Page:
Faith is a verb. You can write that down.
Used to, I thought faith was believing right things in correct ways. Even though I’ve always been a part of a non-creedal Christianity, I still thought you had to assent to certain creedal statements about church, God, Christ, Spirit, the Bible. Faith was about ideas.
Now I believe faith is a verb. For me, it’s more about my doing faithful things, acting in faithful ways, behaving with faithful intentions.
Faith is about change and transformation and personal commitment and the re-orientation of a life.
Faith is about my counting on the faithfulness of a God who creates and informs and sustains the faithfulness of my own faith.
It’s about entrusting myself to the faithfulness of the God who covers for me even when I do believe incorrectly and even when I do behave unfaithfully.
It’s about letting the whole of my life flow from the life of the God who is the ultimate Verb, the One who is ever the I AM; always present tense; always acting on behalf of all humanity for the sake of the Promise.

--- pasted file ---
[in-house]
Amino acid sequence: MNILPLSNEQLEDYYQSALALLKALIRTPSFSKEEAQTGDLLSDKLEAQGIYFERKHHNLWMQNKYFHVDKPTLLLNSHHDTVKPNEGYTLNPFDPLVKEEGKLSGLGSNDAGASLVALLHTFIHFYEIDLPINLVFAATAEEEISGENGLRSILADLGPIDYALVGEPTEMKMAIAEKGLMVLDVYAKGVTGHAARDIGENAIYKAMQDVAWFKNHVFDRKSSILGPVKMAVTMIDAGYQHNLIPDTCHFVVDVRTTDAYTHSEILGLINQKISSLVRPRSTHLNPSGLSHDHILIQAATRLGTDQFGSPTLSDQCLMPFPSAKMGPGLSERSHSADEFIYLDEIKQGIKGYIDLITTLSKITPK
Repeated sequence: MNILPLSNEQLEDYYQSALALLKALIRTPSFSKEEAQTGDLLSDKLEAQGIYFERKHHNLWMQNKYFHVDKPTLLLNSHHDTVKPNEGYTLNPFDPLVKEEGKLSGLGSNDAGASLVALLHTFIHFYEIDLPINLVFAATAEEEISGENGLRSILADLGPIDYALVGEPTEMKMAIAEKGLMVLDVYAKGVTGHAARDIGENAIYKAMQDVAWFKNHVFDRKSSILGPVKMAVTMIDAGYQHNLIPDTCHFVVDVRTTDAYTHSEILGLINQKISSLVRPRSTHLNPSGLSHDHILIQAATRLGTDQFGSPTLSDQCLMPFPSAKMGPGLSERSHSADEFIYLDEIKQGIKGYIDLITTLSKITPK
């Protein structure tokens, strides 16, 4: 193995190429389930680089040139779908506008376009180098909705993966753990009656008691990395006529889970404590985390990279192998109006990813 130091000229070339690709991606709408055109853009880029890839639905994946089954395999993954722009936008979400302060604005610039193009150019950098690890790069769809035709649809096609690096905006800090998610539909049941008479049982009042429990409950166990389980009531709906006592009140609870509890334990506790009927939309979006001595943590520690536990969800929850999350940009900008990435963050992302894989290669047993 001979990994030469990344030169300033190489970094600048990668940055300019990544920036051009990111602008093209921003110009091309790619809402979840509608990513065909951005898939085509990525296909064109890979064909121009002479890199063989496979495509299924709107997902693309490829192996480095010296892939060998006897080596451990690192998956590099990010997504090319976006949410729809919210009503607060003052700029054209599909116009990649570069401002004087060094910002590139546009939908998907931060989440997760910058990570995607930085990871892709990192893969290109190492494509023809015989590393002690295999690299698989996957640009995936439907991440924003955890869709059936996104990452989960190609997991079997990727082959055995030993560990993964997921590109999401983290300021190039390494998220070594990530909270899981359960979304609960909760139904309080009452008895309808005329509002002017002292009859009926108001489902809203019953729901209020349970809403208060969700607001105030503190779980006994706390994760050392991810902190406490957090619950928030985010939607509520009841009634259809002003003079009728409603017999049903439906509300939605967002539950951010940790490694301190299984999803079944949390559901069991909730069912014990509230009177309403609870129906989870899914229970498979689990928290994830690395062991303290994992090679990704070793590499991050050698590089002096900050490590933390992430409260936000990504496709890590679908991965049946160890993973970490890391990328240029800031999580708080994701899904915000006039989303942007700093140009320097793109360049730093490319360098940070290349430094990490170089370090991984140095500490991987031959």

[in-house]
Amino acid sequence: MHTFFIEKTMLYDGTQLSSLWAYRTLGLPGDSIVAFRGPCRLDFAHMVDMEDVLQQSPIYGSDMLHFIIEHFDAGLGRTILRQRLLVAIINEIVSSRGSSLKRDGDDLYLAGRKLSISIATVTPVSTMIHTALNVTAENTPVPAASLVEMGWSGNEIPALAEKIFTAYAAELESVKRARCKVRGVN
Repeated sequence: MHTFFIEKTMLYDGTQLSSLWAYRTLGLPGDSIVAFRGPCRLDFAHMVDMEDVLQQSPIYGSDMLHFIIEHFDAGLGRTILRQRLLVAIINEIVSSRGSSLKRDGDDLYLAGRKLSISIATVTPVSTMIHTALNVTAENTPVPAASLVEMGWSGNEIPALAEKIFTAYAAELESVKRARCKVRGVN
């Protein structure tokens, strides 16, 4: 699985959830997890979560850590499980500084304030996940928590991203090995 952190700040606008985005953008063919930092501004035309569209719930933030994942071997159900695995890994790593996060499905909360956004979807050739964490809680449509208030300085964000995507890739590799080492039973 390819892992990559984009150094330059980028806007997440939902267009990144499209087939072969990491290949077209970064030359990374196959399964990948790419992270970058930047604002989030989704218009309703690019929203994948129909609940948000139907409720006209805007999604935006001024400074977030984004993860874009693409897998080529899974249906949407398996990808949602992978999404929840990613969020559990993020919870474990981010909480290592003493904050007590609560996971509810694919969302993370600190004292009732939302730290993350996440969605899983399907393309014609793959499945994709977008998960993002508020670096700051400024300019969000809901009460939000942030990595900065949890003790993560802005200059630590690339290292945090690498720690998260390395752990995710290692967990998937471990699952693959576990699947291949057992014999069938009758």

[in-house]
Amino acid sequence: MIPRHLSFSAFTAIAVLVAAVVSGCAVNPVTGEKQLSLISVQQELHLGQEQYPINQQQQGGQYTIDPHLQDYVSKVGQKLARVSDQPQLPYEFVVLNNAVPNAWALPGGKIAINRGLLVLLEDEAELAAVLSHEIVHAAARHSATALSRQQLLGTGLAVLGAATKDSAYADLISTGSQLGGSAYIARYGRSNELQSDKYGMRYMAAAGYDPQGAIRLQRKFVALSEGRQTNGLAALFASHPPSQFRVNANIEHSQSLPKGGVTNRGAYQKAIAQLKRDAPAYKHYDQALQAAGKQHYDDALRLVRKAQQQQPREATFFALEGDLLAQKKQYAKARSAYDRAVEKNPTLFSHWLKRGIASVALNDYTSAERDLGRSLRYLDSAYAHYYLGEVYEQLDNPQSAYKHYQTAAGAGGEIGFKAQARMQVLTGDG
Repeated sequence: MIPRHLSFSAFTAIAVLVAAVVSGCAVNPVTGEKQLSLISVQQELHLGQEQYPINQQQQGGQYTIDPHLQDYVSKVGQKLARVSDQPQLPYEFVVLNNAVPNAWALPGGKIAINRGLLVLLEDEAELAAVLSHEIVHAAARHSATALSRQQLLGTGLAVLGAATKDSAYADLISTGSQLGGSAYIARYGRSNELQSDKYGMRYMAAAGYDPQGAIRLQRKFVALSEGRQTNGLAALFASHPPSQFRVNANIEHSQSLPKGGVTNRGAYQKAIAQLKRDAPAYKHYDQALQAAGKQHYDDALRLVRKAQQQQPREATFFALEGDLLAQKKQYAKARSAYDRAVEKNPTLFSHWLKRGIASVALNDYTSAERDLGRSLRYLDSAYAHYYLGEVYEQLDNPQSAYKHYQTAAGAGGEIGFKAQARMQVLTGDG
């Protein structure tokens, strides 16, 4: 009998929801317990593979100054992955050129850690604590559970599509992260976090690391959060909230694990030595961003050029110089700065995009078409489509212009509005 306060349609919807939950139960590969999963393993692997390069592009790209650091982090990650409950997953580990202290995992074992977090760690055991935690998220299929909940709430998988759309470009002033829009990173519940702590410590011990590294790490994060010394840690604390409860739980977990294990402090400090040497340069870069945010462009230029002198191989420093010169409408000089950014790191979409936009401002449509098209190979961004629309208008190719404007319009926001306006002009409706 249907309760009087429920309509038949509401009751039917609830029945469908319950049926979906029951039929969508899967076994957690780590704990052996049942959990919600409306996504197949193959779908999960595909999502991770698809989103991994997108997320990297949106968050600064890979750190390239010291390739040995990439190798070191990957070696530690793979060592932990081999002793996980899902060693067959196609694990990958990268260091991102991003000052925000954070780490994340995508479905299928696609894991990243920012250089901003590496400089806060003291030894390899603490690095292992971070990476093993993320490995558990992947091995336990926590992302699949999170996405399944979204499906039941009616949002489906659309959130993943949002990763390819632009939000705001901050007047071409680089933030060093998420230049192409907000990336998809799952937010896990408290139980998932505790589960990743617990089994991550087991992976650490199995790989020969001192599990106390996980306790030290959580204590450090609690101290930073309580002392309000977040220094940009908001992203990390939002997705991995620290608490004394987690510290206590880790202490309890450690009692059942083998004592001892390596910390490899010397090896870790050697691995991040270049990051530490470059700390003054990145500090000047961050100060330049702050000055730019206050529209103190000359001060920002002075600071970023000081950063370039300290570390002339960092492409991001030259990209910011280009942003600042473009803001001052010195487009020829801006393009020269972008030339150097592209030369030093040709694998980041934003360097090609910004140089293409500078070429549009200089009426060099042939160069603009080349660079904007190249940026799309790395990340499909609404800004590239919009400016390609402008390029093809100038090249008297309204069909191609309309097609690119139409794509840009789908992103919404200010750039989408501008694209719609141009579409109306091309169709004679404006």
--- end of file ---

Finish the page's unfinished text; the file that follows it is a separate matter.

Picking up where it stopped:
The Hall of Fame chapter
When we read the famous chapter 11 in Hebrews, we can’t miss how active real human faith really is. This chapter is chock full of verbs.
The faith of our fathers and mothers that “conquered kingdoms, administered justice, obtained promises, shut the mouths of lions, quenched raging fire, escaped the edge of the sword, won strength out of weakness, put enemies to flight.”
The faith of the martyrs who “suffered mocking and flogging and imprisonment, who went about persecuted and tormented.”
Faith is a verb.
Sometimes the verbs of our lives are less active, describing our efforts to endure fixed realities and to wait out whatever challenges come our way.
Other times the verbs of our lives are more active with the power to change our world; verbs of faith that can make things happen and transform our existing reality.
And yet, of course, faith also is a noun.
There are some facts, some realities that we must assent to before we can act. The Hebrews writer says we must first and foremost believe that God IS. And then we can believe that God acts.
Like air, even when we can’t see God, faith assents to this Divine Fact of our lives. It is the grounding of ourselves in this Unprovable Fact that moves us and motivates us to act as well.